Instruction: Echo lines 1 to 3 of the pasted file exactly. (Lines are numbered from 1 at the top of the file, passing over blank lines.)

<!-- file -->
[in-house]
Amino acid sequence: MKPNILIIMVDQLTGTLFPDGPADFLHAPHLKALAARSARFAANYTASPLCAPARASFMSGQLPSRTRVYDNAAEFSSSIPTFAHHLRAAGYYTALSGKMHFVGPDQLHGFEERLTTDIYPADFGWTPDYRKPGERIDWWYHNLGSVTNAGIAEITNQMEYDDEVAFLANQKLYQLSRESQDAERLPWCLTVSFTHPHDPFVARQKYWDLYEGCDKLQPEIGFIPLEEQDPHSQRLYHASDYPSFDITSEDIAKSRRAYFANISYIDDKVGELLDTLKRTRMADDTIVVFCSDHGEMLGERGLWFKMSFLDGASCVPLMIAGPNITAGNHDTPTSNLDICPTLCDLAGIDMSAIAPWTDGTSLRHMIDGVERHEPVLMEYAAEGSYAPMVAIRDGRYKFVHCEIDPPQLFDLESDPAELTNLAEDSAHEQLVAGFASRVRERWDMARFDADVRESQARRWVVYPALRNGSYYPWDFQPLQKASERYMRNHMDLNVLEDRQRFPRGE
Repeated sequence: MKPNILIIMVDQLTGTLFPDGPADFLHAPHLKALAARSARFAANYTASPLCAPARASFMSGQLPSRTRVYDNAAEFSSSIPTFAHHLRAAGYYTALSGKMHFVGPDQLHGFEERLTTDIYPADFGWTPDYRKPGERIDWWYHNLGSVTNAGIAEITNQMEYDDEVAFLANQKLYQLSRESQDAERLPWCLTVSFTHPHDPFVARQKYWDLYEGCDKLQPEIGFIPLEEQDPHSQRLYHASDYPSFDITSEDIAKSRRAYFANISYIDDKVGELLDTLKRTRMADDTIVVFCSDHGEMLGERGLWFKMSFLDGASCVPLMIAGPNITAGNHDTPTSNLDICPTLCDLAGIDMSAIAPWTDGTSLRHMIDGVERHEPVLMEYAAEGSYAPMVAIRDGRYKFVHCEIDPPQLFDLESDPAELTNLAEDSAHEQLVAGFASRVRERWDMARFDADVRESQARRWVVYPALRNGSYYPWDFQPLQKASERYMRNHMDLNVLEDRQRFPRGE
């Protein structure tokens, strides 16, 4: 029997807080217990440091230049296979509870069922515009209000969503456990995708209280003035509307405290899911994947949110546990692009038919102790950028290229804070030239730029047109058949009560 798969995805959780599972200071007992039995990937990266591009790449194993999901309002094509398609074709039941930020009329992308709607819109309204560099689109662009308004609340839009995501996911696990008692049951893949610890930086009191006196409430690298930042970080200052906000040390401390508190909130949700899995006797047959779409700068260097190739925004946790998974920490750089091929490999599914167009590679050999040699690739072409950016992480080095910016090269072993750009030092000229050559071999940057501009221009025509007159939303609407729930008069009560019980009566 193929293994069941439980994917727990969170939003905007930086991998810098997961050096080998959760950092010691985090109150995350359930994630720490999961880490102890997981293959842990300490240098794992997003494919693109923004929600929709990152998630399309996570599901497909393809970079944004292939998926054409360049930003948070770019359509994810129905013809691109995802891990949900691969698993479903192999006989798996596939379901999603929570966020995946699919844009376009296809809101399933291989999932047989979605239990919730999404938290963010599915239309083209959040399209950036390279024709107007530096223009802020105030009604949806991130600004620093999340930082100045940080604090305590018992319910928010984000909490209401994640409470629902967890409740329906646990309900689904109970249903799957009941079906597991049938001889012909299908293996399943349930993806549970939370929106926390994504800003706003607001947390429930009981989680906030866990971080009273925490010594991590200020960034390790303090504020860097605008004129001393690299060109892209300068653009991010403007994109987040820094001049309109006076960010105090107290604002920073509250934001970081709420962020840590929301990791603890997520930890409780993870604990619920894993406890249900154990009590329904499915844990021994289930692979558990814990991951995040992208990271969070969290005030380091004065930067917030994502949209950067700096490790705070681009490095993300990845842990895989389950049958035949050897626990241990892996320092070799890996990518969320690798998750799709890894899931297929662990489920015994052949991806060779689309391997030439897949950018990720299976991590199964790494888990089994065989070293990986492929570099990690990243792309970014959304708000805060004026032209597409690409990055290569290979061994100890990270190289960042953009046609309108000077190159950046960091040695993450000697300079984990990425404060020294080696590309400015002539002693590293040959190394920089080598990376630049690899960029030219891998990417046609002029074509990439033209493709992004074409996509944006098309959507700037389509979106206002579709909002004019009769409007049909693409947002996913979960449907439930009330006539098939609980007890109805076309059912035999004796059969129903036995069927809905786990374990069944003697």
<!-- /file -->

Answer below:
[in-house]
Amino acid sequence: MKPNILIIMVDQLTGTLFPDGPADFLHAPHLKALAARSARFAANYTASPLCAPARASFMSGQLPSRTRVYDNAAEFSSSIPTFAHHLRAAGYYTALSGKMHFVGPDQLHGFEERLTTDIYPADFGWTPDYRKPGERIDWWYHNLGSVTNAGIAEITNQMEYDDEVAFLANQKLYQLSRESQDAERLPWCLTVSFTHPHDPFVARQKYWDLYEGCDKLQPEIGFIPLEEQDPHSQRLYHASDYPSFDITSEDIAKSRRAYFANISYIDDKVGELLDTLKRTRMADDTIVVFCSDHGEMLGERGLWFKMSFLDGASCVPLMIAGPNITAGNHDTPTSNLDICPTLCDLAGIDMSAIAPWTDGTSLRHMIDGVERHEPVLMEYAAEGSYAPMVAIRDGRYKFVHCEIDPPQLFDLESDPAELTNLAEDSAHEQLVAGFASRVRERWDMARFDADVRESQARRWVVYPALRNGSYYPWDFQPLQKASERYMRNHMDLNVLEDRQRFPRGE
Repeated sequence: MKPNILIIMVDQLTGTLFPDGPADFLHAPHLKALAARSARFAANYTASPLCAPARASFMSGQLPSRTRVYDNAAEFSSSIPTFAHHLRAAGYYTALSGKMHFVGPDQLHGFEERLTTDIYPADFGWTPDYRKPGERIDWWYHNLGSVTNAGIAEITNQMEYDDEVAFLANQKLYQLSRESQDAERLPWCLTVSFTHPHDPFVARQKYWDLYEGCDKLQPEIGFIPLEEQDPHSQRLYHASDYPSFDITSEDIAKSRRAYFANISYIDDKVGELLDTLKRTRMADDTIVVFCSDHGEMLGERGLWFKMSFLDGASCVPLMIAGPNITAGNHDTPTSNLDICPTLCDLAGIDMSAIAPWTDGTSLRHMIDGVERHEPVLMEYAAEGSYAPMVAIRDGRYKFVHCEIDPPQLFDLESDPAELTNLAEDSAHEQLVAGFASRVRERWDMARFDADVRESQARRWVVYPALRNGSYYPWDFQPLQKASERYMRNHMDLNVLEDRQRFPRGE